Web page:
Once again the shrill wailings of the infant penetrated the darkness of the new moon night and echoed inside the mud plastered hut of Nagapa and Kanakamma. Kanakamma raised her hands in contempt and pain to shut her ears and hinder the heart breaking cries. Nagappa helplessly watched his wife Kanakamma shed tears of anguish and agony. How long should they be the silent witness to this cruel massacre? Don't the Gods have eyes and ears? Will not the true God prove that he is not an idol anymore? Will not the powerful God of the Mountains shake when he gets drenched with the innocent blood of infants? Will not the mighty God of Sea who roars, give ears to the pitiable pleas? Will not the God of radiant fire-flies burn the wretched black magic chieftain Shakunan to ashes?
An owl hooted announcing the time, what that village was then. It was midnight. The next phase was the early dawn. Along with the previous phase, sleep left Nagappa. He slowly searched for the match-box and lit the kerosene chimney lamp, and looked at Kanakamma, she was cuddled in the corner with mixed emotions reflected upon her shriveled face; somehow he wanted to ease the situation. He said, "Kanaki why not we have a cup of dried ginger tea, its soothing from this bitter cold"
While sipping the tea slowly, Kanakamma asked the same question she has asked several times, "Something has to be done to prevent this. How can you be so heartless? Is it because I am barren and didn't give you a child, you don't have feelings towards this human bali (sacrifice), this inhuman deed!" Nagappa remained silent, because he knew, as an old inhabitant of that village he could have done some¬thing to stop this. But how? He still remembered the vision he witnessed once when he approached Shakunan to discuss about the evil deed he does, it was with wavering stride Nagappa entered the hut of Shakunan, it was as though Shakunan was expecting him, he roared, out, "common", then chanting some manthras and throwing something which arouse thick cloudy smoke from the fire bed which was built in the middle of the room. Shakunan looked hard at the skull, it grew hair, flesh and slowly, got transformed to a human head, similar to his wife Kanaki, with rolled up eyes so ghastly. His panting didn't stop that day though he got convinced that it was Kanaki who is supplying him a cup of ginger tea made with her own hands. From that day onwards Nagappa didn't take the turning to Shakunan's hut. The price for the interrogation is too high; he can't part with his beloved wife.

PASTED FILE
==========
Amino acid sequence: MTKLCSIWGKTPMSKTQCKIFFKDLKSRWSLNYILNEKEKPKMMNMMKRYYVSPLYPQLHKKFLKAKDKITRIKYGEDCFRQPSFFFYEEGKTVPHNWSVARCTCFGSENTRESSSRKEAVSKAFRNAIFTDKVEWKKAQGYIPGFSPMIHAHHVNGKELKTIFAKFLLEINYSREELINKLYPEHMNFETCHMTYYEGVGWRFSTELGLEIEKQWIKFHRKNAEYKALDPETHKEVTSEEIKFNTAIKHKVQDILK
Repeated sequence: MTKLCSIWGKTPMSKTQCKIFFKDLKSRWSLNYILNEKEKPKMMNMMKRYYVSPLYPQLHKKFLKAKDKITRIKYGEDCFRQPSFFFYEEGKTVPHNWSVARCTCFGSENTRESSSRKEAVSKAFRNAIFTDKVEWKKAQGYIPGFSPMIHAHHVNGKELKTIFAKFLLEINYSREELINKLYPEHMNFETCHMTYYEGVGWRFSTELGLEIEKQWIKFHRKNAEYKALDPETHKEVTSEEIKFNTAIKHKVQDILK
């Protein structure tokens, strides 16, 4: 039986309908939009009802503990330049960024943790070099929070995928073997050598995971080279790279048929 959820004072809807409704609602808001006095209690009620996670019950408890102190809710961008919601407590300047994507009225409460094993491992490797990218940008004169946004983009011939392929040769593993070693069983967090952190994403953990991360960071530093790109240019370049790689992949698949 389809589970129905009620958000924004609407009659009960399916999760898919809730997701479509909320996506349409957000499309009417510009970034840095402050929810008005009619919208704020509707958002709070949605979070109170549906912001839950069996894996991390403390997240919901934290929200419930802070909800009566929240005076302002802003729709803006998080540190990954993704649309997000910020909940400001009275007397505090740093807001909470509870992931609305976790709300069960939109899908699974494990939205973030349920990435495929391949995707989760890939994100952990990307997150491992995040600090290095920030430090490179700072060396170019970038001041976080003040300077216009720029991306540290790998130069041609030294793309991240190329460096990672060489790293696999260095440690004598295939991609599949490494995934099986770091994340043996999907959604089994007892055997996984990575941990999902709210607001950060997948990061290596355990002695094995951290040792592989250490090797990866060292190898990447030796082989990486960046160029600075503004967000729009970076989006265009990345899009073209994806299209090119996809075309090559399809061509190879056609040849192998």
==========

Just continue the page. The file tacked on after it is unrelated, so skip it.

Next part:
The Jackdaws shrill cries woke the couple. With the disturbed dream both had dozed off for a long time. Nagappa left for the fileds and Kanaki got busy with the cattle, with heavy heart. Days rolled by, sometimes they could see Shakunan moving around with pin-pointed eyes and grave expression clad in saffron coloured dress. The villagers humbly moved aside to pave way for the holy one. Once when Kanakamma raised this topic with her close neighbour Thumla, she immediately hushed her and whispered "Kanaki don't ever mention his name, do you know what happened to Urmilla who lived at the rear end? Her whole body was burnt, saying that she had to be purified for the blasphemy uttered".
Once again the new moon day arrived, this time it was a special kind. Only once in a year this Amavasi arrived. An important offering has to be done at Shankunni's abode that day the whole village will witness it. This day special pujas will be performed and child offering done in public along with Manthras. All the aged, sick bed ridden villagers are forced to be present. Nagappa found that his wife was jittery that morning; he could hear her grumbling between grinded teeth, "Oh! Will ever my legs take me to the distant town to let know the public what is happening in this lonely isolated village?" Nagappa acted as though his hearing power is low. Time flew fast and Nagappa walked with his fidgeting Kannaki towards the place of offering. There was a big crowed already. Nagappa stayed close to Kanaki as he didn't know what her reaction will be, if she retorts to any unwanted com¬ments or reaction, he might loose her. He was afraid of her adamancy at times, for the umpteenth times. That day Nagappa prompted into Kanaki's ears, "please stay cool dear", she remained silent. The chain of blade was brought before the fire; this chain will be put around the body of the child and pulled slowly dripping blood drop by drop into the fire bed. Shakunna claims that it is for the prosperity of the entire village. Kanakamma's heart missed a beat when she saw the victim; it was the baby she assisted to show the light from the womb of Soumini, the pretty girl next door. It was her first born, her eyes searched for Soumini, poor girl, she was adorned with fake jewels and colours, from the head to shoulder and seated in a corner. Kannakamma clutched at the hands, of her husband tightly, "No, this cannot happen!" Her grip passed this message. The baby started crying when drops of fresh red blood started dripping. Some people started chanting manthras loudly, some cried, and lo! five to six policemen in ordinary village dresses jumped forward and arrested Shakunan. The child was given care immediately. Some raised the question who informed, who sent this policemen. Kanaki never said that, nor did I. But the God's heard it, God of Mountains, God of the Seas, God of the Fire flies. As nothing can be concealed forever. Wails of innocence are not always ignored.
Jacintha Morris A
Welfare Assistant, AG's Office
Trivandrum, Kerala State
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